This prospective study examined the variability within clinical characteristics of antenatal maternal depression and cortisol levels for associations with newborn infant behavior using the Neonatal Behavioral Assessment Scale (NBAS; T.B. Brazelton, 1984). Participants were 81 pregnant women at risk for perinatal depression given their histories of depression prior to pregnancy. We took into consideration not only whether the woman experienced antenatal depression but also whether the depression met diagnostic criteria and variability in timing (onset and occurrence) of antenatal depression and symptom severity. Infants of mothers who became depressed during pregnancy scored less optimally on a subset of the NBAS scales, specifically those scales related to infant neuroregulation. Among the clinical characteristics of depression, the fetus' overall exposure to mothers' depression (reflected in the mean) was most often and most strongly associated with NBAS scales. In terms of timing, third-trimester exposure was significantly related to newborn behavior. The findings are discussed within the S.H. Goodman and I.H. Gotlib (1999) model for transmission of psychopathology to offspring of depressed mothers.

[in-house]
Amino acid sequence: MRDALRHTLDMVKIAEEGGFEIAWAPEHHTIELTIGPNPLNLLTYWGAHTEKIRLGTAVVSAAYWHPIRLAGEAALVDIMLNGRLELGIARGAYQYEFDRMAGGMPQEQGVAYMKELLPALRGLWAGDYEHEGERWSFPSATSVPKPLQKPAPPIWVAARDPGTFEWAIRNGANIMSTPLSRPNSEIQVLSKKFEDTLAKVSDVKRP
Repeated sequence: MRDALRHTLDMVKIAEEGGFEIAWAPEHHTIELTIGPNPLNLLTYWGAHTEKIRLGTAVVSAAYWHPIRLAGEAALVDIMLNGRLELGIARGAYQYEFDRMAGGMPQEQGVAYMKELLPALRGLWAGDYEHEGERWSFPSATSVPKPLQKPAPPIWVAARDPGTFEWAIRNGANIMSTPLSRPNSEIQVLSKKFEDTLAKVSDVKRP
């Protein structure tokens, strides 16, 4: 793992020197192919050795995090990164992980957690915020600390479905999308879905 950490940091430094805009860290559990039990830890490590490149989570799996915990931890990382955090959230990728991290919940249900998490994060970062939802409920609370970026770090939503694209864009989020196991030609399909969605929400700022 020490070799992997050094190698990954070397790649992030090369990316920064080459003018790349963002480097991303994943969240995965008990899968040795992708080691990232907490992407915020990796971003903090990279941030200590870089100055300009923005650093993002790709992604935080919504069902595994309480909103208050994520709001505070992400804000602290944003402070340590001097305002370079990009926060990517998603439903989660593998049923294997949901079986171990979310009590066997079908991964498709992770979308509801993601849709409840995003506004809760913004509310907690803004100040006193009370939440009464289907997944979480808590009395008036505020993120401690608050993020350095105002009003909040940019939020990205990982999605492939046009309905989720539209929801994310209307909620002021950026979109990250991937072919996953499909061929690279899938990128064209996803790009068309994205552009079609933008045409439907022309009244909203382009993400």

ASJC Scopus subject areas
- Pediatrics, Perinatology, and Child Health
- Developmental and Educational Psychology
- Psychiatry and Mental health